Today's news

February 1, 2007

Union publishes guidance to end fixed-term contracts
The University and College Union today launched a help kit for academic staff on fixed-term or hourly-paid contracts as part of its campaign to secure better terms and conditions for 150,000 workers. UCU said employment legislation, which came into force last summer, means some non-permanent employees now have the right to full contracts. However, the union said there was still repeated use of fixed-term contracts for academic staff. The help kit includes information on how fixed-term staff can approach their university to move to full contracts, including sample letters and a "know your rights" checklist.
The Guardian

Students need clear online finance info, universities told
University websites that prioritise student finance and use simple language rather than jargon were praised for their good practice in a new Office for Fair Access report out today. The good practice guidance for universities and colleges was compiled following a small research study commissioned by Offa and carried out by Ipsos MORI in autumn last year. The study looked at the financial information needs, expectations and experiences of prospective students and the extent to which they felt that financial information was clear and accessible on institutions' websites.
The Guardian

Half of apprentices fail to finish course
Just over half of young people on apprenticeships in England finish the course, according to official government figures published yesterday. The number enrolling on apprenticeships has ballooned since 1997, reflecting the government's drive to push more children into higher education or training after leaving school. But according to statistics published by the Department for Education and Skills, just 53 per cent of all apprenticeships in England in 2006 resulted in a qualification.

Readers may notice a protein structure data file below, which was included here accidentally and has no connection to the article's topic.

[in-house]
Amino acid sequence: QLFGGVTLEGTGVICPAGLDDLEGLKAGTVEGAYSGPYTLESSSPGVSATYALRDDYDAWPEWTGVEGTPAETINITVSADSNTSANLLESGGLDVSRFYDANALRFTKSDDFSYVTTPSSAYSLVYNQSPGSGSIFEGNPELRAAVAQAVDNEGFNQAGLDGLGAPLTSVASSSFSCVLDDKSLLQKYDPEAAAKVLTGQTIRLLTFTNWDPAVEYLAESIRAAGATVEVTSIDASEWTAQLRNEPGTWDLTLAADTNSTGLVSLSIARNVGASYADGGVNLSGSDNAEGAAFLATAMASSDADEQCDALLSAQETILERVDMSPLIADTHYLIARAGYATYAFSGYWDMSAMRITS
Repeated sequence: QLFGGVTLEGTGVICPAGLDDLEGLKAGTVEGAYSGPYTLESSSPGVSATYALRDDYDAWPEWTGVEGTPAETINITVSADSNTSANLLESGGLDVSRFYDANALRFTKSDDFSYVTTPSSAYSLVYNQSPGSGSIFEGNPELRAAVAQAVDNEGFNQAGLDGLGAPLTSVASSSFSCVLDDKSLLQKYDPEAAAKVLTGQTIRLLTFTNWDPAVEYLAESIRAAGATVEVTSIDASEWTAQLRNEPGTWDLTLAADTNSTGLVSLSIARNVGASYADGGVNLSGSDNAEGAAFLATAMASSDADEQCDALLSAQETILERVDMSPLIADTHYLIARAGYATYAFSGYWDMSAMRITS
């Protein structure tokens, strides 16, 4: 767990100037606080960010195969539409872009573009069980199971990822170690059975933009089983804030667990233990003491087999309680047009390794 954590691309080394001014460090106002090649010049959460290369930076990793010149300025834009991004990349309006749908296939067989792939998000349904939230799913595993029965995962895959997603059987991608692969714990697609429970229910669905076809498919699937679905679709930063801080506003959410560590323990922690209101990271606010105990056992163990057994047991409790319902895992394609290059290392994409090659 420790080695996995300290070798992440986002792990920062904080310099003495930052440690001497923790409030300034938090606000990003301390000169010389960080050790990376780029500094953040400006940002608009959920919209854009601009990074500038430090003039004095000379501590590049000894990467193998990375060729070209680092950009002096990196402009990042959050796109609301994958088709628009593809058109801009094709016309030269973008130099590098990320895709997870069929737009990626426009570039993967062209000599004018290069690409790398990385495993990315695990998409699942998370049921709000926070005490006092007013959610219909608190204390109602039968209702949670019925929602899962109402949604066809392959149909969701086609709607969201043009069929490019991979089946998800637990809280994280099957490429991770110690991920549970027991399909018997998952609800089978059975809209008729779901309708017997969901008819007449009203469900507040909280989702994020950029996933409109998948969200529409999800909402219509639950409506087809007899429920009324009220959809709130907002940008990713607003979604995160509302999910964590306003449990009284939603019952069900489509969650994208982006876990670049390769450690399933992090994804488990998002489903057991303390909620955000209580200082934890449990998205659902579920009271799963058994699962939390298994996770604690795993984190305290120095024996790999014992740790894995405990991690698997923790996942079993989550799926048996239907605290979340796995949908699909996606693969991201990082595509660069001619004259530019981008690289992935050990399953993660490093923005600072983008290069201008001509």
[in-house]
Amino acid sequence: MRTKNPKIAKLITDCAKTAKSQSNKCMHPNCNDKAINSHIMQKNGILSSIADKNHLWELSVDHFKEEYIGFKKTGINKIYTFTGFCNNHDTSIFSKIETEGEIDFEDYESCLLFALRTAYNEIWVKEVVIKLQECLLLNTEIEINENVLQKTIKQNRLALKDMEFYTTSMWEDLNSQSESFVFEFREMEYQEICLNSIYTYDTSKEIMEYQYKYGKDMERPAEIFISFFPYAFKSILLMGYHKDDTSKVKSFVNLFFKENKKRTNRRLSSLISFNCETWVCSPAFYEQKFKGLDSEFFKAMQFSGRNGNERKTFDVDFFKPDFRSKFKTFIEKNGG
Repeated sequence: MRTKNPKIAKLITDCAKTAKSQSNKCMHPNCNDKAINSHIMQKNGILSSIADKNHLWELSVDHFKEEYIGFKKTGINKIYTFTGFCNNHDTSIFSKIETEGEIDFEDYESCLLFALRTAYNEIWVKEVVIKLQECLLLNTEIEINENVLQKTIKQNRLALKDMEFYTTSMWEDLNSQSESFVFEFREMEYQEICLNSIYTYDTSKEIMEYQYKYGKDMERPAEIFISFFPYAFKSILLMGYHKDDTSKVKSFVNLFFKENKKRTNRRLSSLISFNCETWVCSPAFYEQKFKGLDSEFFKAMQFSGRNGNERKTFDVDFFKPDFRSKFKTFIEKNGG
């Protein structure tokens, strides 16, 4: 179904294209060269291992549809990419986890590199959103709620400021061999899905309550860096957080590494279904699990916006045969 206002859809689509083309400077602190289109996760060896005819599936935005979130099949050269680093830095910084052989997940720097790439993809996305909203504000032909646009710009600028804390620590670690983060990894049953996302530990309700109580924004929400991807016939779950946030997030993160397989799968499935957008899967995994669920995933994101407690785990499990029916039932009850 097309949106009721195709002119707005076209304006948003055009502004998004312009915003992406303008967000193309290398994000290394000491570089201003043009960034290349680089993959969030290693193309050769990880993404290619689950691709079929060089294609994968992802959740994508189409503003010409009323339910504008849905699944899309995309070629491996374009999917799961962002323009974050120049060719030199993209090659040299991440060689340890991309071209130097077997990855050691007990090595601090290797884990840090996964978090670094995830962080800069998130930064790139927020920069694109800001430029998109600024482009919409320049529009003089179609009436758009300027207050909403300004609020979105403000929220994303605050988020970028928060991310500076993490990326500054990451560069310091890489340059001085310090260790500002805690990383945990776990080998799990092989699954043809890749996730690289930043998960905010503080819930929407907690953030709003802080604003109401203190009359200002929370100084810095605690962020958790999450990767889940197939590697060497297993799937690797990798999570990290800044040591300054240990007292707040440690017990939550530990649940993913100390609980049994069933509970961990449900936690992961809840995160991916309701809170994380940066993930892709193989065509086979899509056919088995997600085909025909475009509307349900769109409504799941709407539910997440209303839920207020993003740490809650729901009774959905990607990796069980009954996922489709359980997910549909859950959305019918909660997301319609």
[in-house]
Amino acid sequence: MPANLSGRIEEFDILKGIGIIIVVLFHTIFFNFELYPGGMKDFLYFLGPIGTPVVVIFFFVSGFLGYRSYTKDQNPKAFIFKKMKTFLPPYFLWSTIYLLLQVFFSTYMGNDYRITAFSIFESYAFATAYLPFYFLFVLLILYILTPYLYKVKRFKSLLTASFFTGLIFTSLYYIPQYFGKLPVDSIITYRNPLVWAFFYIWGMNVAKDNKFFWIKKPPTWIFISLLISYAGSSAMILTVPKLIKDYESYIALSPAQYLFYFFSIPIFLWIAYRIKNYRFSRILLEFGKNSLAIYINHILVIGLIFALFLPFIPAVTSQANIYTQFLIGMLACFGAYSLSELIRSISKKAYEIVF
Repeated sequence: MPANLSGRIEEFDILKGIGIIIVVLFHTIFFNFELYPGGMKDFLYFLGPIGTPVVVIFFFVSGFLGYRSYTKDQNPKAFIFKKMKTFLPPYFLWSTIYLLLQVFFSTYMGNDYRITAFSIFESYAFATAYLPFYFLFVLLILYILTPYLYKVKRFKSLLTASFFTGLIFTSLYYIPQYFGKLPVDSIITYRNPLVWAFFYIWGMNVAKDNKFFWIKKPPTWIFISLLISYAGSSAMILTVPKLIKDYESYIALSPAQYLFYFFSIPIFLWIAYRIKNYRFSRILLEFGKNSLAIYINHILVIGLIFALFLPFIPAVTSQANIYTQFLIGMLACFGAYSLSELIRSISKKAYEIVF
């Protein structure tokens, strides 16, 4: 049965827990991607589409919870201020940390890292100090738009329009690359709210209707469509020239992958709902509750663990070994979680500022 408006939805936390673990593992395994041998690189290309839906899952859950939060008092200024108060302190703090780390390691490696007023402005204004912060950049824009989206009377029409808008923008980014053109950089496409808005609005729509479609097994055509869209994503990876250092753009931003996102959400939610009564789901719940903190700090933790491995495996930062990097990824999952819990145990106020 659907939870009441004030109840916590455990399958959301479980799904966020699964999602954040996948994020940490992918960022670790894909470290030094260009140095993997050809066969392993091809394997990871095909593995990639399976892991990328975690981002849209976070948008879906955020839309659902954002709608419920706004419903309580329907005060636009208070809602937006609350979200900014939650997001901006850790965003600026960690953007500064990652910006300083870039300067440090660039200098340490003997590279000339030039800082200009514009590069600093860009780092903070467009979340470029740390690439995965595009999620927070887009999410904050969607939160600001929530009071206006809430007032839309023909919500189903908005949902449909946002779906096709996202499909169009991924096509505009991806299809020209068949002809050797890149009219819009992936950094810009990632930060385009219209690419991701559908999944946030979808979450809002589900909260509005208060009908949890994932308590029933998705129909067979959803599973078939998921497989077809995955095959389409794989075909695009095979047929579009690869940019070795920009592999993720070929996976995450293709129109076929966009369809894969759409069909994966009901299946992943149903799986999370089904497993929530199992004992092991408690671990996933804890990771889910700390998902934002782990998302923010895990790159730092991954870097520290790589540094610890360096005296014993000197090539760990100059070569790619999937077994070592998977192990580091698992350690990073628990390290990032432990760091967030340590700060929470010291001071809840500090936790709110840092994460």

The Daily Telegraph

Mad cow disease reversed in mice
Scientists have reversed the early symptoms of "mad cow disease" in mice, revealing what drugs will have to achieve if they are to treat a so far incurable disease. The Medical Research Council team managed to rid the rodents of memory and behavioural problems associated with the cattle disease BSE, its human equivalent, variant CJD and other prion diseases. Such "spongiform encephalopathy" diseases are associated with rogue proteins - prions - in the brain, which change shape, creating holes and turning it "spongy".
The Daily Telegraph

Air pollution raises risk of heart disease in women, says study
Air pollution may be causing far more deaths from heart attacks than has been recognised - at least in women. One of the largest studies of its kind has found that women breathing polluted city air were at increased risk of heart attacks and strokes. The study involved almost 66,000 women aged between 50 and 79 who were monitored for nine years as part of the Women's Health Initiative, a major US investigation into the causes of heart disease in women. The results, in The New England Journal of Medicine , suggest that - for older women at least - fine particulates are far more hazardous than was thought.
The Independent

Scientists build nanomachine envisioned 150 yrs ago
Nearly 150 years ago it was no more than a concept by a visionary scientist, but researchers have now created a minuscule motor that could lead to the creation of microscopic nanomachines. Scottish physicist James Clerk Maxwell first imagined an atom-size device dubbed Maxwell's Demon in 1867. Scientists at the University of Edinburgh have made it a reality. "We have a new motor mechanism for a nanomachine," said David Leigh, a professor of chemistry at the University. A nanomachine is an incredibly tiny device whose parts consist of single molecules. Nature uses nanomachines for everything from photosynthesis to moving muscles in the body and transferring information through cells.
The Scotsman

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